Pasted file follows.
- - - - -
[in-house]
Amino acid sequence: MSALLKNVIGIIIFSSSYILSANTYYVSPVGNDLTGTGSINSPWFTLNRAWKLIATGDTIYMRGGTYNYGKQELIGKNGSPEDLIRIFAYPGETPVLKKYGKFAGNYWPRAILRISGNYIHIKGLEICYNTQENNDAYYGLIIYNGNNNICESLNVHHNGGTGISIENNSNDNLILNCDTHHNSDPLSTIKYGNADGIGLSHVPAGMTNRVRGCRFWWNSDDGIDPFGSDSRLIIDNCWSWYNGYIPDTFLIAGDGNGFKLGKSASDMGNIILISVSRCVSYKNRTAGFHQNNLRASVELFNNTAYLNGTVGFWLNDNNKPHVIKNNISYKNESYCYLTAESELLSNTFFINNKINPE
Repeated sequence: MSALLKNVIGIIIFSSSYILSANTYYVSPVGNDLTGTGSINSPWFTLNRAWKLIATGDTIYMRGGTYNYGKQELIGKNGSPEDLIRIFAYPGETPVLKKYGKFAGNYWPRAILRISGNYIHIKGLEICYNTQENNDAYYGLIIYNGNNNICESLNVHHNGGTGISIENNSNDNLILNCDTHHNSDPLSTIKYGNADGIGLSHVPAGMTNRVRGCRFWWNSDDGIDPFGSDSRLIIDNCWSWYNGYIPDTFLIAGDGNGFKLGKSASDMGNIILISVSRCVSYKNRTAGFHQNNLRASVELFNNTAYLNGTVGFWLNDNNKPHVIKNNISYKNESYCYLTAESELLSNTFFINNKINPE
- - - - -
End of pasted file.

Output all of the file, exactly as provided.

[in-house]
Amino acid sequence: MSALLKNVIGIIIFSSSYILSANTYYVSPVGNDLTGTGSINSPWFTLNRAWKLIATGDTIYMRGGTYNYGKQELIGKNGSPEDLIRIFAYPGETPVLKKYGKFAGNYWPRAILRISGNYIHIKGLEICYNTQENNDAYYGLIIYNGNNNICESLNVHHNGGTGISIENNSNDNLILNCDTHHNSDPLSTIKYGNADGIGLSHVPAGMTNRVRGCRFWWNSDDGIDPFGSDSRLIIDNCWSWYNGYIPDTFLIAGDGNGFKLGKSASDMGNIILISVSRCVSYKNRTAGFHQNNLRASVELFNNTAYLNGTVGFWLNDNNKPHVIKNNISYKNESYCYLTAESELLSNTFFINNKINPE
Repeated sequence: MSALLKNVIGIIIFSSSYILSANTYYVSPVGNDLTGTGSINSPWFTLNRAWKLIATGDTIYMRGGTYNYGKQELIGKNGSPEDLIRIFAYPGETPVLKKYGKFAGNYWPRAILRISGNYIHIKGLEICYNTQENNDAYYGLIIYNGNNNICESLNVHHNGGTGISIENNSNDNLILNCDTHHNSDPLSTIKYGNADGIGLSHVPAGMTNRVRGCRFWWNSDDGIDPFGSDSRLIIDNCWSWYNGYIPDTFLIAGDGNGFKLGKSASDMGNIILISVSRCVSYKNRTAGFHQNNLRASVELFNNTAYLNGTVGFWLNDNNKPHVIKNNISYKNESYCYLTAESELLSNTFFINNKINPE